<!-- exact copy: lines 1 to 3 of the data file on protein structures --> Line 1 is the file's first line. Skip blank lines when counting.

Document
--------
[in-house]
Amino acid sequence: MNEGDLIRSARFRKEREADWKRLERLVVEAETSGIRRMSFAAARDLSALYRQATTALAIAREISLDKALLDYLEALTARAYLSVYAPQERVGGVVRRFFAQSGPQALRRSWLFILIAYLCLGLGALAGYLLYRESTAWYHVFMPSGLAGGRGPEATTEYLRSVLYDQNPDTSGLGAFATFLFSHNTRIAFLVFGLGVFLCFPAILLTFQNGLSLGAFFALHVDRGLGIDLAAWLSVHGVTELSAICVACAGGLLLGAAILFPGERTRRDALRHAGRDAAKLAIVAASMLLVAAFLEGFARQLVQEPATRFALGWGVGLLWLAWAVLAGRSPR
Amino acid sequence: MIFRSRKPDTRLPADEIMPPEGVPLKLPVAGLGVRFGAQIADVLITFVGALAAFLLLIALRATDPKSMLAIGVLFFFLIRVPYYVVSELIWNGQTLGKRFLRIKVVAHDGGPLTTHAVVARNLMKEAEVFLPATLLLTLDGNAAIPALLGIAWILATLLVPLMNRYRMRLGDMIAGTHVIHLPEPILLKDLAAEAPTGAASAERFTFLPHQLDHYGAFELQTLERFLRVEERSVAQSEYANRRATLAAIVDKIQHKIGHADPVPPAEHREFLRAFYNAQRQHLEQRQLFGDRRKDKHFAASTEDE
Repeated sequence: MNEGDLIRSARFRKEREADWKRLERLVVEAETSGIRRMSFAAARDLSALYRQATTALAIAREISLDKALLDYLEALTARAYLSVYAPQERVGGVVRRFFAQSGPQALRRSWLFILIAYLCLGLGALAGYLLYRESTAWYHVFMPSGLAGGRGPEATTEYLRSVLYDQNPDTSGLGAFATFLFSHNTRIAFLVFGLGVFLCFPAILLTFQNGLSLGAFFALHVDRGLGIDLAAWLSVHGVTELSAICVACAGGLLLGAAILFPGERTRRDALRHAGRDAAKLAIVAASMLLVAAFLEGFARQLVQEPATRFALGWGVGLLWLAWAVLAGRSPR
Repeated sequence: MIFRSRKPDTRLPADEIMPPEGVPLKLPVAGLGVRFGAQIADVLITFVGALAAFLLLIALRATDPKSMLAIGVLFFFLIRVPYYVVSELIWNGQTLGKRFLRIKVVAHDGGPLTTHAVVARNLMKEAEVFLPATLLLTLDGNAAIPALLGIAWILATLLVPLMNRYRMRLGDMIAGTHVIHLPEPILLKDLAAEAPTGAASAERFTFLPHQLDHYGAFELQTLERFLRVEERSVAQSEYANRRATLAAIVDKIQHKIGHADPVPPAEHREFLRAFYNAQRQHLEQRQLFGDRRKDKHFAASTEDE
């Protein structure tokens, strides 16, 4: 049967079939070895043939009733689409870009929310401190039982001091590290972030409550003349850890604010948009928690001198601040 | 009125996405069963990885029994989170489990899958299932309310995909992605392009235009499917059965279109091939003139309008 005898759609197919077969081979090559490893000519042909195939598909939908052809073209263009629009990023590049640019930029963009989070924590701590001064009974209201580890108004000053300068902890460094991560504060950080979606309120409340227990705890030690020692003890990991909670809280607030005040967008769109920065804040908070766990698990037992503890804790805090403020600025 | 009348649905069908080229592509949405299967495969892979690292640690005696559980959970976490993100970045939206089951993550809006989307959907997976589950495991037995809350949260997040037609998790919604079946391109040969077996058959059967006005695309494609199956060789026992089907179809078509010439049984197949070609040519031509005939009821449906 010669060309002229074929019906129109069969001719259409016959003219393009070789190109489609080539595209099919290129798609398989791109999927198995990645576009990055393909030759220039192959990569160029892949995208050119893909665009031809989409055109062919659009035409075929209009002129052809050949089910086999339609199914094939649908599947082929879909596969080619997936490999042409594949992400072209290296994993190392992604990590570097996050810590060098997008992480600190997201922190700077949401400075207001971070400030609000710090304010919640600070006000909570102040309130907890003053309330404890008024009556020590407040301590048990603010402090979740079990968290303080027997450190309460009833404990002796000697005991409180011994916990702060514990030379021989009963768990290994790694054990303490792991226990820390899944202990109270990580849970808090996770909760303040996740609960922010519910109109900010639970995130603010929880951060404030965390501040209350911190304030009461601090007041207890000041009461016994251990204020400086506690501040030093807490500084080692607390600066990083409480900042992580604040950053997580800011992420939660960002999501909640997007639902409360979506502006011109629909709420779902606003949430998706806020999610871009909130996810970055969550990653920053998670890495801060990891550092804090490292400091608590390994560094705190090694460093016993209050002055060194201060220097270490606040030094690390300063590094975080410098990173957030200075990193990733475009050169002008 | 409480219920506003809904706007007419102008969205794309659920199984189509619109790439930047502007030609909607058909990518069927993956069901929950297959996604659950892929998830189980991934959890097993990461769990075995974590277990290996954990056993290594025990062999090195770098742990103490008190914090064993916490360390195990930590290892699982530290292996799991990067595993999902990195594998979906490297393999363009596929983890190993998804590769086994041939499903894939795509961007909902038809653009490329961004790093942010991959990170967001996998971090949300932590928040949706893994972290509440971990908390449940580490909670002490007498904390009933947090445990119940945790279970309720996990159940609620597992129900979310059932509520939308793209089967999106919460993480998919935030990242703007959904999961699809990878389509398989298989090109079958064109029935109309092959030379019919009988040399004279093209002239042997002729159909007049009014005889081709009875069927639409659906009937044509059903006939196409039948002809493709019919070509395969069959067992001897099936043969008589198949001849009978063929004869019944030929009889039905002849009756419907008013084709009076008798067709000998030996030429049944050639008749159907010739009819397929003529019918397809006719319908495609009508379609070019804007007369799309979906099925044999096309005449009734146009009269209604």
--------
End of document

[in-house]
Amino acid sequence: MNEGDLIRSARFRKEREADWKRLERLVVEAETSGIRRMSFAAARDLSALYRQATTALAIAREISLDKALLDYLEALTARAYLSVYAPQERVGGVVRRFFAQSGPQALRRSWLFILIAYLCLGLGALAGYLLYRESTAWYHVFMPSGLAGGRGPEATTEYLRSVLYDQNPDTSGLGAFATFLFSHNTRIAFLVFGLGVFLCFPAILLTFQNGLSLGAFFALHVDRGLGIDLAAWLSVHGVTELSAICVACAGGLLLGAAILFPGERTRRDALRHAGRDAAKLAIVAASMLLVAAFLEGFARQLVQEPATRFALGWGVGLLWLAWAVLAGRSPR
Amino acid sequence: MIFRSRKPDTRLPADEIMPPEGVPLKLPVAGLGVRFGAQIADVLITFVGALAAFLLLIALRATDPKSMLAIGVLFFFLIRVPYYVVSELIWNGQTLGKRFLRIKVVAHDGGPLTTHAVVARNLMKEAEVFLPATLLLTLDGNAAIPALLGIAWILATLLVPLMNRYRMRLGDMIAGTHVIHLPEPILLKDLAAEAPTGAASAERFTFLPHQLDHYGAFELQTLERFLRVEERSVAQSEYANRRATLAAIVDKIQHKIGHADPVPPAEHREFLRAFYNAQRQHLEQRQLFGDRRKDKHFAASTEDE